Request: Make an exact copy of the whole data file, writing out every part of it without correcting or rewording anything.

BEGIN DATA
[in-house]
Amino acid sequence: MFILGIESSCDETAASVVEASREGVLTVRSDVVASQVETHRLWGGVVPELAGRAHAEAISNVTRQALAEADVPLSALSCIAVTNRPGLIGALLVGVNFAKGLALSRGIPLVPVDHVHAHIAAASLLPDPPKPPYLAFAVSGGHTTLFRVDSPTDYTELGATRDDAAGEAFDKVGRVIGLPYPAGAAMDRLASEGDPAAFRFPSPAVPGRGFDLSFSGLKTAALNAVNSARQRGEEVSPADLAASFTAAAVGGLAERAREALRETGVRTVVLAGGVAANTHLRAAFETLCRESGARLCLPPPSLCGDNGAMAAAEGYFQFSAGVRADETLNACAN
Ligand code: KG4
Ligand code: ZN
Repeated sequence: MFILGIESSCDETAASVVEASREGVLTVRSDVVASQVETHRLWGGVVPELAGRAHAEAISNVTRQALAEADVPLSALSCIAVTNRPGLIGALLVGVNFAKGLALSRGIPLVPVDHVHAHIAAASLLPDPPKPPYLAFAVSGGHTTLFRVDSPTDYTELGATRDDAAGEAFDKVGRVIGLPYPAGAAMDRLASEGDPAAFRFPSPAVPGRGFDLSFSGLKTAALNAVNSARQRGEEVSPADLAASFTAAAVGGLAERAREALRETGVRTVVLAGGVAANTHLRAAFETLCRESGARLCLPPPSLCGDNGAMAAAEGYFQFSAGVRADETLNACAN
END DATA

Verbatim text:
[in-house]
Amino acid sequence: MFILGIESSCDETAASVVEASREGVLTVRSDVVASQVETHRLWGGVVPELAGRAHAEAISNVTRQALAEADVPLSALSCIAVTNRPGLIGALLVGVNFAKGLALSRGIPLVPVDHVHAHIAAASLLPDPPKPPYLAFAVSGGHTTLFRVDSPTDYTELGATRDDAAGEAFDKVGRVIGLPYPAGAAMDRLASEGDPAAFRFPSPAVPGRGFDLSFSGLKTAALNAVNSARQRGEEVSPADLAASFTAAAVGGLAERAREALRETGVRTVVLAGGVAANTHLRAAFETLCRESGARLCLPPPSLCGDNGAMAAAEGYFQFSAGVRADETLNACAN
Ligand code: KG4
Ligand code: ZN
Repeated sequence: MFILGIESSCDETAASVVEASREGVLTVRSDVVASQVETHRLWGGVVPELAGRAHAEAISNVTRQALAEADVPLSALSCIAVTNRPGLIGALLVGVNFAKGLALSRGIPLVPVDHVHAHIAAASLLPDPPKPPYLAFAVSGGHTTLFRVDSPTDYTELGATRDDAAGEAFDKVGRVIGLPYPAGAAMDRLASEGDPAAFRFPSPAVPGRGFDLSFSGLKTAALNAVNSARQRGEEVSPADLAASFTAAAVGGLAERAREALRETGVRTVVLAGGVAANTHLRAAFETLCRESGARLCLPPPSLCGDNGAMAAAEGYFQFSAGVRADETLNACAN